The former Mondawmin Mall Target will be redeveloped into a community center

Rendering of the future TouchPoint Empowerment Center, a community center for West Baltimore that will be located on the former Target site in the Mondawmin mall. Courtesy of TouchPoint Baltimore.

More than three years since he firm At the end of 2017, the former Mondawmin Mall target will soon be given new life thanks to Whiting-Turner Chairman and CEO Timothy Regan, who officially purchased the building for $1 million on Tuesday.

Regan is a longtime supporter of the Mondawmin community, which is made up of eight neighborhoods in West Baltimore, having previously co-founded TouchPoint Baltimore, a community center in the Mondawmin Mall. The facility is home to two local nonprofits: Thread, which mentors and supports high school students in need, and Baltimore Corps, which works to advance social innovation in the city. It also partners with the nearby Center for Urban Families.

Regan founded TouchPoint alongside Exelon Senior Executive Vice President and COO Calvin Butler in 2015.

Plans for the new facility, which will be called the TouchPoint Empowerment Center, have yet to be decided; Regan plans to work with the Greater Mondawmin Coordinating Council, a group of eight people who represent each of the neighborhoods that make up Mondawmin, to decide what the 127,000 square foot space will be used for.

Possibilities include retail space for local entrepreneurs, an expanded TouchPoint facility, a workforce readiness program offered in conjunction with the Center For Urban Families, event space, an instructional kitchen, or a new Whiting-Turner office.

“Collectively, TouchPoint and the community will explore options that will create new economic opportunities for local residents, provide a range of on-demand services and position the community for continued growth,” Regan told The Daily Record in an email. . “The focus will be on opportunities that have the greatest potential to have immediate and lasting impacts on the community.”

Although Regan is not from the Mondawmin community — he is originally from Gardenville in northeast Baltimore — he said he wanted to develop the Mondawmin Mall because thousands of people pass through the area every day, which makes it an ideal location for a community center.

“I strongly believe that investing in underserved communities can have a significant impact on those who reside there. Mondawmin Mall reaches thousands of people every day and is therefore an ideal place to develop a platform where members community can initiate businesses, organizations, programs and collaborations to realize the vision they have for their neighborhoods,” he said. “The mall’s position as a shopping and community hub of long standing uniquely positions it as an anchor for future development and broader economic growth throughout West Baltimore. We believe this critical investment will demonstrate the value of others to make additional and complementary investments in the region over time.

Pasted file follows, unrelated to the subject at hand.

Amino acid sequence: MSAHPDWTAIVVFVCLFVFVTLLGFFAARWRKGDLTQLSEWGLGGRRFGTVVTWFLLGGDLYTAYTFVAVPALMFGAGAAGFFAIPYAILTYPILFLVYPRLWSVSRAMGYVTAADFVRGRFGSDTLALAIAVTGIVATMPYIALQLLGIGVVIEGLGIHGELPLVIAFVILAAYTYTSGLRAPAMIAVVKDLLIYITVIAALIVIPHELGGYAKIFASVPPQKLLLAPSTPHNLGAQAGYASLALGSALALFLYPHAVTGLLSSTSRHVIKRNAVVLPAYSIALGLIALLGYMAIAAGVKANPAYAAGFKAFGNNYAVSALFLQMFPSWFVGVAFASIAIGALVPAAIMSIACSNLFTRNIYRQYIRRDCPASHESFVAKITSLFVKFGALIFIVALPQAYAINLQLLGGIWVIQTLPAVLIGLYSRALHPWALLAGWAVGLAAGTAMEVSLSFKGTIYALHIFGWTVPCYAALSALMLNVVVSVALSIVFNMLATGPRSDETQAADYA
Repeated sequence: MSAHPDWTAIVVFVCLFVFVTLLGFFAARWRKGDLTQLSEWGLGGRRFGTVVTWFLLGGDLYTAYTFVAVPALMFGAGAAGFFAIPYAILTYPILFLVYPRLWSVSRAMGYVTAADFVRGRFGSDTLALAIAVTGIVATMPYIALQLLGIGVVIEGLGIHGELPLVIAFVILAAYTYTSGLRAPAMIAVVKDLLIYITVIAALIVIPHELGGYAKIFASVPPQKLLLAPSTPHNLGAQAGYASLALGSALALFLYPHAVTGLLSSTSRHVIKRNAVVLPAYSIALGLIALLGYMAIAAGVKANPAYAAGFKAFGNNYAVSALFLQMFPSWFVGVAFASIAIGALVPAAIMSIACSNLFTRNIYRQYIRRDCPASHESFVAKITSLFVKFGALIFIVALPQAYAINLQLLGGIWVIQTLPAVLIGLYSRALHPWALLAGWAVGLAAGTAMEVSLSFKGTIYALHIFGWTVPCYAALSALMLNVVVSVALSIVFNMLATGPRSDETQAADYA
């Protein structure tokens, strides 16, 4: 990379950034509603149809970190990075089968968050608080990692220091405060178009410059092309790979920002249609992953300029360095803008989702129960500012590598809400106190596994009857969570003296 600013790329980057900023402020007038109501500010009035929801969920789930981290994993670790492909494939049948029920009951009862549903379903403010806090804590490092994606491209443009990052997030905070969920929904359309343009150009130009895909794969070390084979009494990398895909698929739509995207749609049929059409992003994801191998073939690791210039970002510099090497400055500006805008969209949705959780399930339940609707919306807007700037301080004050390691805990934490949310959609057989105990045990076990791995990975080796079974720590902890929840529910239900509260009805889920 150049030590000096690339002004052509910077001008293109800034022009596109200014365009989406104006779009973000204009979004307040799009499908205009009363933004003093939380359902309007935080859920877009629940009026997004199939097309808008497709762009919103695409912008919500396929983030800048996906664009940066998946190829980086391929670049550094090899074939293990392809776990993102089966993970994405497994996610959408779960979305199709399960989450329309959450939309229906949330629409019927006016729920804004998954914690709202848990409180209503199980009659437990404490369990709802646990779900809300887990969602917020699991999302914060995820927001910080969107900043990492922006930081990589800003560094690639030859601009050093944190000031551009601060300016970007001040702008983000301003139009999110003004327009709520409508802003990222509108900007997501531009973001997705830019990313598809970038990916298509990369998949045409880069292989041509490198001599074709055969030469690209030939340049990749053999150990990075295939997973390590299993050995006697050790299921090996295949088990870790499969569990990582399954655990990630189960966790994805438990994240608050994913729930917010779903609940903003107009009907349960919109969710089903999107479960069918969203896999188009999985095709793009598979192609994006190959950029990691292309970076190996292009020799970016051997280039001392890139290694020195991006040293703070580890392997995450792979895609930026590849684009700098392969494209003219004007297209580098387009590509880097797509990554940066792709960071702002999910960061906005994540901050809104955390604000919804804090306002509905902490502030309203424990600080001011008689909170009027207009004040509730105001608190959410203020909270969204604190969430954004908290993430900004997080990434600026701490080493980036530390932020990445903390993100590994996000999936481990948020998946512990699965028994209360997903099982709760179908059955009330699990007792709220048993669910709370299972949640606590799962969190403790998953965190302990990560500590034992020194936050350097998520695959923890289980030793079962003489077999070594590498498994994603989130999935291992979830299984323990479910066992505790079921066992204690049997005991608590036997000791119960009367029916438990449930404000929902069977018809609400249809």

The announcement comes after years of decline for the mall, which was once a priority development area for the city. in 2006, then-owner General Growth Properties Inc. invested $70 million in renovate installation (GGP was acquired in 2018 by Brookfield Properties, which is best known in Baltimore as the owner of The Gallery shopping center in the Inner Harbor).

But since, numerous tenants to have left the mall and shop owners, employees and shoppers complained about the increase in crime in the area.

Over the years, various ideas to revitalize the mall have been put forward, such as former mayor Catherine Pugh in 2017 call for Goldman Sachs to fund a movie theater in the area, but none materialized.

In a press release, Adeline Hutchinson, chairwoman of the Greater Mondawmin Coordinating Council, welcomed Regan’s plan to revitalize the long-vacant target.

“Tim has long been a valued and very involved community partner, and I couldn’t be happier to expand our collaboration,” she said. “Today’s announcement represents a critical investment in our neighborhood and resolves widespread concerns about the future of an important local landmark that has stood empty for years. Tim’s continued commitment to Mondawmin and our neighbors speaks to his belief in the region’s continued growth potential. It will be a transformational project for West Baltimore.

Redevelopment of the site is expected to be a multi-million dollar undertaking, and Regan is currently the sole investor. However, he said, the team plans to “evaluate various options to maximize the impact of the site” as the redevelopment is underway.

Redevelopment work is expected to begin as soon as possible, with the aim of opening the facility within the year.

Jill E. Washington